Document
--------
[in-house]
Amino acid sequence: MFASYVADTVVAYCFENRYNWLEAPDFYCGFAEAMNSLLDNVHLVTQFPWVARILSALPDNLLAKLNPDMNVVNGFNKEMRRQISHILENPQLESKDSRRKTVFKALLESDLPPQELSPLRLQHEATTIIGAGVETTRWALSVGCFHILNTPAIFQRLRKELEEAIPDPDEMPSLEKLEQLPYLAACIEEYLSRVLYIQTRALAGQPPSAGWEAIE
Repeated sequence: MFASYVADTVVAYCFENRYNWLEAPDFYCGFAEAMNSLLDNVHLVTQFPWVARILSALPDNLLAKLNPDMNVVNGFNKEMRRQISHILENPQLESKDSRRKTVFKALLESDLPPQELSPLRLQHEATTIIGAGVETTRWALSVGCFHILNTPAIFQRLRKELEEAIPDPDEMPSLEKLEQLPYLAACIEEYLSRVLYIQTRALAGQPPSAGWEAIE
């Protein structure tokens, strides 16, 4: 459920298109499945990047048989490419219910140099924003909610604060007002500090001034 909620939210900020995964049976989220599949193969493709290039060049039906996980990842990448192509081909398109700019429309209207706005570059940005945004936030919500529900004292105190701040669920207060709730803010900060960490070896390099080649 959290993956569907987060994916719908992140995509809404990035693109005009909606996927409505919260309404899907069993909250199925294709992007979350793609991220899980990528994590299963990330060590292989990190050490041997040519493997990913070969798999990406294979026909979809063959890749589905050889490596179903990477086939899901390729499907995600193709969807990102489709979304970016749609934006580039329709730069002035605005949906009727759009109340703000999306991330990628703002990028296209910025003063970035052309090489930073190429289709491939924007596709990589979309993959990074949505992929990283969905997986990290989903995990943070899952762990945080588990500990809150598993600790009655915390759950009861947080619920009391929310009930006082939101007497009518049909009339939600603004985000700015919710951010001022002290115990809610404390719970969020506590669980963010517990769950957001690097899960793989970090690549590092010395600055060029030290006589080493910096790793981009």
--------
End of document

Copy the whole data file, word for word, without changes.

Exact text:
[in-house]
Amino acid sequence: MFASYVADTVVAYCFENRYNWLEAPDFYCGFAEAMNSLLDNVHLVTQFPWVARILSALPDNLLAKLNPDMNVVNGFNKEMRRQISHILENPQLESKDSRRKTVFKALLESDLPPQELSPLRLQHEATTIIGAGVETTRWALSVGCFHILNTPAIFQRLRKELEEAIPDPDEMPSLEKLEQLPYLAACIEEYLSRVLYIQTRALAGQPPSAGWEAIE
Repeated sequence: MFASYVADTVVAYCFENRYNWLEAPDFYCGFAEAMNSLLDNVHLVTQFPWVARILSALPDNLLAKLNPDMNVVNGFNKEMRRQISHILENPQLESKDSRRKTVFKALLESDLPPQELSPLRLQHEATTIIGAGVETTRWALSVGCFHILNTPAIFQRLRKELEEAIPDPDEMPSLEKLEQLPYLAACIEEYLSRVLYIQTRALAGQPPSAGWEAIE
């Protein structure tokens, strides 16, 4: 459920298109499945990047048989490419219910140099924003909610604060007002500090001034 909620939210900020995964049976989220599949193969493709290039060049039906996980990842990448192509081909398109700019429309209207706005570059940005945004936030919500529900004292105190701040669920207060709730803010900060960490070896390099080649 959290993956569907987060994916719908992140995509809404990035693109005009909606996927409505919260309404899907069993909250199925294709992007979350793609991220899980990528994590299963990330060590292989990190050490041997040519493997990913070969798999990406294979026909979809063959890749589905050889490596179903990477086939899901390729499907995600193709969807990102489709979304970016749609934006580039329709730069002035605005949906009727759009109340703000999306991330990628703002990028296209910025003063970035052309090489930073190429289709491939924007596709990589979309993959990074949505992929990283969905997986990290989903995990943070899952762990945080588990500990809150598993600790009655915390759950009861947080619920009391929310009930006082939101007497009518049909009339939600603004985000700015919710951010001022002290115990809610404390719970969020506590669980963010517990769950957001690097899960793989970090690549590092010395600055060029030290006589080493910096790793981009």